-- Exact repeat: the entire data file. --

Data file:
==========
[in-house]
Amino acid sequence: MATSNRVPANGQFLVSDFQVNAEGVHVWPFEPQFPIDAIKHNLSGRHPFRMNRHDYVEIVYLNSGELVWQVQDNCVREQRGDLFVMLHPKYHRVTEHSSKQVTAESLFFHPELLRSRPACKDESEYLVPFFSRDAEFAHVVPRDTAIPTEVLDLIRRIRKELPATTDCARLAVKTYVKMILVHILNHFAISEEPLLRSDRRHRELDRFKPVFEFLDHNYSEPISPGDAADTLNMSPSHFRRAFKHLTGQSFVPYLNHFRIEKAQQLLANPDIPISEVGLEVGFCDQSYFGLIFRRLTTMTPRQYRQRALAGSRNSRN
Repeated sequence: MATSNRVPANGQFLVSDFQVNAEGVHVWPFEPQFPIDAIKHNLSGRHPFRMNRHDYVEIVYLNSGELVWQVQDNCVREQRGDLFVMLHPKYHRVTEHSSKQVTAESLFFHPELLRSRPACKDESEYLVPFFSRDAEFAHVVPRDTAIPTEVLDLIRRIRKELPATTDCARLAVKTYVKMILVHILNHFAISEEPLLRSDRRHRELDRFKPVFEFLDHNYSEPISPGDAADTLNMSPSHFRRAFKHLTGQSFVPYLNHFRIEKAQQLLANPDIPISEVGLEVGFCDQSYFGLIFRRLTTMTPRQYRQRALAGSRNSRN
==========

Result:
[in-house]
Amino acid sequence: MATSNRVPANGQFLVSDFQVNAEGVHVWPFEPQFPIDAIKHNLSGRHPFRMNRHDYVEIVYLNSGELVWQVQDNCVREQRGDLFVMLHPKYHRVTEHSSKQVTAESLFFHPELLRSRPACKDESEYLVPFFSRDAEFAHVVPRDTAIPTEVLDLIRRIRKELPATTDCARLAVKTYVKMILVHILNHFAISEEPLLRSDRRHRELDRFKPVFEFLDHNYSEPISPGDAADTLNMSPSHFRRAFKHLTGQSFVPYLNHFRIEKAQQLLANPDIPISEVGLEVGFCDQSYFGLIFRRLTTMTPRQYRQRALAGSRNSRN
Repeated sequence: MATSNRVPANGQFLVSDFQVNAEGVHVWPFEPQFPIDAIKHNLSGRHPFRMNRHDYVEIVYLNSGELVWQVQDNCVREQRGDLFVMLHPKYHRVTEHSSKQVTAESLFFHPELLRSRPACKDESEYLVPFFSRDAEFAHVVPRDTAIPTEVLDLIRRIRKELPATTDCARLAVKTYVKMILVHILNHFAISEEPLLRSDRRHRELDRFKPVFEFLDHNYSEPISPGDAADTLNMSPSHFRRAFKHLTGQSFVPYLNHFRIEKAQQLLANPDIPISEVGLEVGFCDQSYFGLIFRRLTTMTPRQYRQRALAGSRNSRN